Finally it’s probably worth mentioning the impressive “James Bondesque” title sequence (again, Fincher has down beautiful title sequences before) to the notes of the cover version of  “Immigrant Song” by Led Zeppelin which I found absolutely mesmerizing and yet somehow seemed to belong to a different film altogether.

In the end this film adds very little to the previous version, aside from giving us the wonderful Rooney Mara, and certainly adds nothing to what I already know about David Fincher. I just look forward to seeing him handling a script and a story worth of his craft, because I do believe he’s one of the best directors out there right now…

6.5/10

The Social Network – Review

The Social Nework (7.5/10)

Directed by David Fincher. With Jesse Eisenberg, Andrew Garfield, Justin Timberlake, Rooney Mara, Joseph Mazzello

I know, this film has now been out for weeks, but I’ve only just managed to catch it on the big screen and since I can tell this is one of those we are going to be talking about in the coming Awards season, I thought I should probably spend a couple of words discussing it.

Easily the starting point has got to be the script. Aaron Sorkin is the real star of the film. The fast, sharp and witty dialogue, the same we all fell in love with on the West Wing is Sorkin’s trade mark and it is apparent on pretty much every single line in “The Social Network”. At the end of the day it’s what really makes it work.

David Fincher’s direction this time seems invisible to the untrained eye, but obviously to be able to make a bunch of nerds sitting by a computer interesting and compelling, as this film is,  must have been not an easy task.

The entire cast is faultless, lead by Jesse Eisenberg who is absolutely perfect in his portrayal of Mark Zuckerberg. Even Justin Timberlake, however hateful and annoyingly disgusting he is in the movie,  is actually very good as Sean Parker, the inventor of napster, as we learn from his first scene in the film.

From the start the film  quite clearly does not want to take sides and decides to avoid lawsuites by drawing its dialogue from the various transcripts from the various procedural meetings with the various sides’ lawyers.

And if there is a problem with the film, this is maybe it: there’s a certain detachment throughout, from the way it’s filmed (Ficher’s direction is often quite cold and calculated), to the way it’s written (typical of Sorkin), and edited (the constant cutting backwards and forwards from the procedural meetings to the real story), basically from the way it’s conceived right from the start. All of which prevents you from having a real emotional attachment to any of the character on the screen.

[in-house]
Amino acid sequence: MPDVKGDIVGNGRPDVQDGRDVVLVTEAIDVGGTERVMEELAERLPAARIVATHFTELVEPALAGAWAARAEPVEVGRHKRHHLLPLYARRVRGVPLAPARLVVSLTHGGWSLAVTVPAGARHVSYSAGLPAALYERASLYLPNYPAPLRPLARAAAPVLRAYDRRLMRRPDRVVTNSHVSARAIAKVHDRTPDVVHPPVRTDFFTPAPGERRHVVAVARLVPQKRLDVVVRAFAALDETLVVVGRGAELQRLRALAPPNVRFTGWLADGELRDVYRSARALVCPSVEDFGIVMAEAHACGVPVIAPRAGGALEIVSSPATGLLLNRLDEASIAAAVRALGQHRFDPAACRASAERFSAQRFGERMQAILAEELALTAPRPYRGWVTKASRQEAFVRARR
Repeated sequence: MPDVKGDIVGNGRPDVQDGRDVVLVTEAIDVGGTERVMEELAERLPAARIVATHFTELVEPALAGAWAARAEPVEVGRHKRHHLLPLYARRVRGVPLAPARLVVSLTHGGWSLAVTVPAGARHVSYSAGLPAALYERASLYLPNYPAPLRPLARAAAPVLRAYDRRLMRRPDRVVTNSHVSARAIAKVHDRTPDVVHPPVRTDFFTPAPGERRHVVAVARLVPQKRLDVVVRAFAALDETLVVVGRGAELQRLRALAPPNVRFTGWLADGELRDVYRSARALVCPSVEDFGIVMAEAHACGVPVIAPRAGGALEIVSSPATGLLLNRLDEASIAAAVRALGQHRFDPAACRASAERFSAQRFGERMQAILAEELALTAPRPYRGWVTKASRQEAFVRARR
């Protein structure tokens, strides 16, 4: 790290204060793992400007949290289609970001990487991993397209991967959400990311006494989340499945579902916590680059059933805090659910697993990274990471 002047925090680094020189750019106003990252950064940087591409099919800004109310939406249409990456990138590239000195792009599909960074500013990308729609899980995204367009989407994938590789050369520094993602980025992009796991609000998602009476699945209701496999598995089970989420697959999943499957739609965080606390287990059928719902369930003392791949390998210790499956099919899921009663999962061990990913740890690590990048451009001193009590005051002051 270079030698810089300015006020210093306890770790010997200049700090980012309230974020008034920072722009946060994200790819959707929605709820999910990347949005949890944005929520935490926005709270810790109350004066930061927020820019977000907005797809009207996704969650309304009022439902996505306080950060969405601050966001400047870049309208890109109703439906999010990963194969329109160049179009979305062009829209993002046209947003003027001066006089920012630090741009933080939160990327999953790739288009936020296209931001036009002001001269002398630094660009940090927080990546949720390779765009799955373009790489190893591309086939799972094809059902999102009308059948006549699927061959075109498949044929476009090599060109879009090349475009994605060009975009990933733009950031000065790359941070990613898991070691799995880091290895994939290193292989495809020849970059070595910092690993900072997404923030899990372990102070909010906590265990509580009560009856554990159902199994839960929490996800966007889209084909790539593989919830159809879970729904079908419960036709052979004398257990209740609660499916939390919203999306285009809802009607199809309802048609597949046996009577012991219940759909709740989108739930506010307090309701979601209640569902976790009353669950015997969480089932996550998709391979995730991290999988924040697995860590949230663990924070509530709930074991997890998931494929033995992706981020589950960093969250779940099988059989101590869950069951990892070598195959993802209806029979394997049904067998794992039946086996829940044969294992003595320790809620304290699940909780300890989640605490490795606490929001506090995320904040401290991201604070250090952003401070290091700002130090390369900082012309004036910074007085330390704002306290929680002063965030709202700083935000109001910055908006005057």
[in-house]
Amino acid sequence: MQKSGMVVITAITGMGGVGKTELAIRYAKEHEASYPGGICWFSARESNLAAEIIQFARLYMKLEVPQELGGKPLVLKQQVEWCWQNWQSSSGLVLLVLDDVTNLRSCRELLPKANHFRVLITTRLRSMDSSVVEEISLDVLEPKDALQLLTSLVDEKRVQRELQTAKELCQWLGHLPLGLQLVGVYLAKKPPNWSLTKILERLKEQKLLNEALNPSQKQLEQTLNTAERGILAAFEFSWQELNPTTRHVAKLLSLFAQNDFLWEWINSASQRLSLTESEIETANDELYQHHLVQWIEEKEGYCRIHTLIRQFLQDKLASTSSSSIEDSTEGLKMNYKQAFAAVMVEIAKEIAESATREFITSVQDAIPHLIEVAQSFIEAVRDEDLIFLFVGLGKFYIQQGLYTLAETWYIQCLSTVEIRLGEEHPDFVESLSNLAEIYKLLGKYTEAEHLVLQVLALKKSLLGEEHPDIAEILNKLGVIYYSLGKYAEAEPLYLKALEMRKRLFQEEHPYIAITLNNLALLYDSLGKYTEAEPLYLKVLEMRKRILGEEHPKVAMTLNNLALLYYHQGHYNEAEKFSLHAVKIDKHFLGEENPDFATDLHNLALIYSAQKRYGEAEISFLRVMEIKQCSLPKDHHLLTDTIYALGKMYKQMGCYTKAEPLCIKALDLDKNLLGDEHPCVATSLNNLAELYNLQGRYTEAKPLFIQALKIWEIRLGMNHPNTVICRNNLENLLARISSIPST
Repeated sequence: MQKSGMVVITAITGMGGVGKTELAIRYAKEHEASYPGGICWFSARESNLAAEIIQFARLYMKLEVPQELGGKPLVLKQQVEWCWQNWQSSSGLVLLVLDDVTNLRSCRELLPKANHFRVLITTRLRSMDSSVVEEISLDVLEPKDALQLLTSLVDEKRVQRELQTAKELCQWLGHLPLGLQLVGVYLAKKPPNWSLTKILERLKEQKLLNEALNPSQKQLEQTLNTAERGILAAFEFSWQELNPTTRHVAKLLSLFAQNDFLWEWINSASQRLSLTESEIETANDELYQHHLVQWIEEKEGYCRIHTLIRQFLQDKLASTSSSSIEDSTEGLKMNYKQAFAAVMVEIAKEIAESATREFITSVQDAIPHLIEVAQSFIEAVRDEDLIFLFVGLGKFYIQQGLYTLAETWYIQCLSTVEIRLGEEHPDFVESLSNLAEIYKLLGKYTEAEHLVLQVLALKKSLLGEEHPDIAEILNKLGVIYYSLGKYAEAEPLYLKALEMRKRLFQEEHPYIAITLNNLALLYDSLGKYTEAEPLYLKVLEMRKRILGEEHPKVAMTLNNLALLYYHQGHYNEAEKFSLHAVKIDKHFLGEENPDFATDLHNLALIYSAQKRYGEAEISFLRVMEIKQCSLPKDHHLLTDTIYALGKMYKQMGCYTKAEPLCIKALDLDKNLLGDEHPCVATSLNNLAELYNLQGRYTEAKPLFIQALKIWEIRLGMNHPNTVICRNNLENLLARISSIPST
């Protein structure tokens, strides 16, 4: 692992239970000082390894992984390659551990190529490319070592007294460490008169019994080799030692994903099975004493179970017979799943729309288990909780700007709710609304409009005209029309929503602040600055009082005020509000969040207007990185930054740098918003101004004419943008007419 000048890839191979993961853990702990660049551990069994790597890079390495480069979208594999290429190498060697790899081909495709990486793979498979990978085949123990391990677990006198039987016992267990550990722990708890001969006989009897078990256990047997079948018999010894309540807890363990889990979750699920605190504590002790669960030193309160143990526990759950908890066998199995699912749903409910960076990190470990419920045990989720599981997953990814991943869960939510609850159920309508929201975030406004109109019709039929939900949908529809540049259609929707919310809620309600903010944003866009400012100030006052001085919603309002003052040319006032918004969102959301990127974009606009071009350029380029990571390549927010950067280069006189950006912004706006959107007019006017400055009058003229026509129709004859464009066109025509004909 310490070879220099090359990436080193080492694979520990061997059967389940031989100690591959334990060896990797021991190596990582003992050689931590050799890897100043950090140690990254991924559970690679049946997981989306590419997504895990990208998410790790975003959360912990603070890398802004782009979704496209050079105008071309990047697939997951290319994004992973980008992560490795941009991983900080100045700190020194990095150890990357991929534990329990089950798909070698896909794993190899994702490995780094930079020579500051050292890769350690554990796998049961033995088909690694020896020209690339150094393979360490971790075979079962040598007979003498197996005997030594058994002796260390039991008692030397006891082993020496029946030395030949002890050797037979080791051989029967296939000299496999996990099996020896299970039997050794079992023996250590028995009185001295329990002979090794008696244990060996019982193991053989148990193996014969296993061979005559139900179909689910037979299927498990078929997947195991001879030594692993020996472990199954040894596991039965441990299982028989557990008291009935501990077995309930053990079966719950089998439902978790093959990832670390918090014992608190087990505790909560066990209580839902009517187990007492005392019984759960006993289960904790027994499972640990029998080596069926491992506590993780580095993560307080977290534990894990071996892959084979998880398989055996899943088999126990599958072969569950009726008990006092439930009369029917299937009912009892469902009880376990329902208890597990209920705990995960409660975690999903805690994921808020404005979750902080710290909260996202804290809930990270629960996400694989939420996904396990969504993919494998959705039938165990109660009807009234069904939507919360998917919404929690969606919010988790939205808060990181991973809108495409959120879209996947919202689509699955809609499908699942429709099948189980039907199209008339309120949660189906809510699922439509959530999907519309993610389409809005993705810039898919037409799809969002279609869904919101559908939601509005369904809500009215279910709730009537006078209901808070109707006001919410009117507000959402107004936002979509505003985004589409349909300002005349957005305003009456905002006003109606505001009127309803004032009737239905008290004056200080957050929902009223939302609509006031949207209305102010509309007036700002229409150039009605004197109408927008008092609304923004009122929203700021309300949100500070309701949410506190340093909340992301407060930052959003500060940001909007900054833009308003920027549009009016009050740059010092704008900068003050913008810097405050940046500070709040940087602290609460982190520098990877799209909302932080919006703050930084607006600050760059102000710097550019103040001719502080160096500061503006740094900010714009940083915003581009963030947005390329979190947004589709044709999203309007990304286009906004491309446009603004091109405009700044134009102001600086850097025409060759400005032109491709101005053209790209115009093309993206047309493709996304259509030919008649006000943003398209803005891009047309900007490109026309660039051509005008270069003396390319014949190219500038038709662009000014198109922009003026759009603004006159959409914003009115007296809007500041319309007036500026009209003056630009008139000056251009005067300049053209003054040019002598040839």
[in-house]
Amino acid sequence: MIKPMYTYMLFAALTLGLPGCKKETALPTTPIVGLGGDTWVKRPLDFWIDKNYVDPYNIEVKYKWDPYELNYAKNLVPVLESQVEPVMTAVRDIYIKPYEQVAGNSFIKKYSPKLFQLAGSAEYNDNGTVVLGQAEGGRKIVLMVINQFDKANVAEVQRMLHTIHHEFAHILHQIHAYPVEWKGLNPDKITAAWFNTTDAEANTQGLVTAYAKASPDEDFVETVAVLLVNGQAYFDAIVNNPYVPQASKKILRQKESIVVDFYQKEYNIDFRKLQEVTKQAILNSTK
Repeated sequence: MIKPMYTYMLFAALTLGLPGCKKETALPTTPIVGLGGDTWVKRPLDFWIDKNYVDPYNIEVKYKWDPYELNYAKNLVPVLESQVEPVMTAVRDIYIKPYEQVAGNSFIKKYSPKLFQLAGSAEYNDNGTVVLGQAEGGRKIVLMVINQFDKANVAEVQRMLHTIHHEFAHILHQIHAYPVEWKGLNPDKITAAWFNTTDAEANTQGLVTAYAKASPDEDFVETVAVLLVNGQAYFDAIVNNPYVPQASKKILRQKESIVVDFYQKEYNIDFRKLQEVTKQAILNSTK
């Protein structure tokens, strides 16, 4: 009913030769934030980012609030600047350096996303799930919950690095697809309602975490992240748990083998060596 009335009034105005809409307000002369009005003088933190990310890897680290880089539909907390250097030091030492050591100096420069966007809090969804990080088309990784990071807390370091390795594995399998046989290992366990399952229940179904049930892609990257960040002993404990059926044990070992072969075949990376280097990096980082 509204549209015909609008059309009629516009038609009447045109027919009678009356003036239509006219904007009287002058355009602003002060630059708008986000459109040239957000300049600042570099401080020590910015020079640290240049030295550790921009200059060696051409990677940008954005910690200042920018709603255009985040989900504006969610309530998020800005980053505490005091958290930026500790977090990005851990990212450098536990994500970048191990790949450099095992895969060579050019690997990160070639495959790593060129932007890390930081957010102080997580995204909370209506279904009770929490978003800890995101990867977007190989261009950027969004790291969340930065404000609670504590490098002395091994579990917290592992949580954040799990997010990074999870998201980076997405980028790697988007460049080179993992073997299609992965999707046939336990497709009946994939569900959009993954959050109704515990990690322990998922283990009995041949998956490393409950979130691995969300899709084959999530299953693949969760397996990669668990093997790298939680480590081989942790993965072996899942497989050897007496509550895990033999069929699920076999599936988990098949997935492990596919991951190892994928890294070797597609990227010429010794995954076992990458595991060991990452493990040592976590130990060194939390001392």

You never really care about any of them in particular. Each of the actors does absolutely their best with what they are given, but clearly that’s not enough.

We almost want to feel bad for Andrew Garfield’s character (who plays Zuckeberg’s best friend Eduardo Saverin), but we are never given the chance to get too close to him, to fully care and really share his feeling of betrayal. In fact his character disappears half way through the film (he goes to New York) and when he comes back towards the end, are we supposed to reconnect straight away and feel for him? I don’t think so.

The film is so careful about not taking sides and sticking to the truth that it ends up being too clinical, cold and makes you feel really detached from it. I am sure that was probably the way all those people are in real life, but if you have to watch them for 2 hours you really need someone to care about.a

Towards the end (SPOILER ALERT… but not really…), we’re almost given a glimpse of a moment where we are meant to feel sorry for Mark Zuckerberg (a person so incapable to connect with real people, just as he was so good in making them connect with the internet), but it’s too little, too late. It’s really not enough and actually, that’s not how the film has been up until that point.

I really wanted to love this movie, I wanted it to become my favorite film of the year and instead, I just thought it was all right.. but not more than that. And I am almost angry with myself for saying that!

With all the will in the world, I don’t think I can give it more than 7.5/10. Still a very good film, but not the masterpiece I was hoping.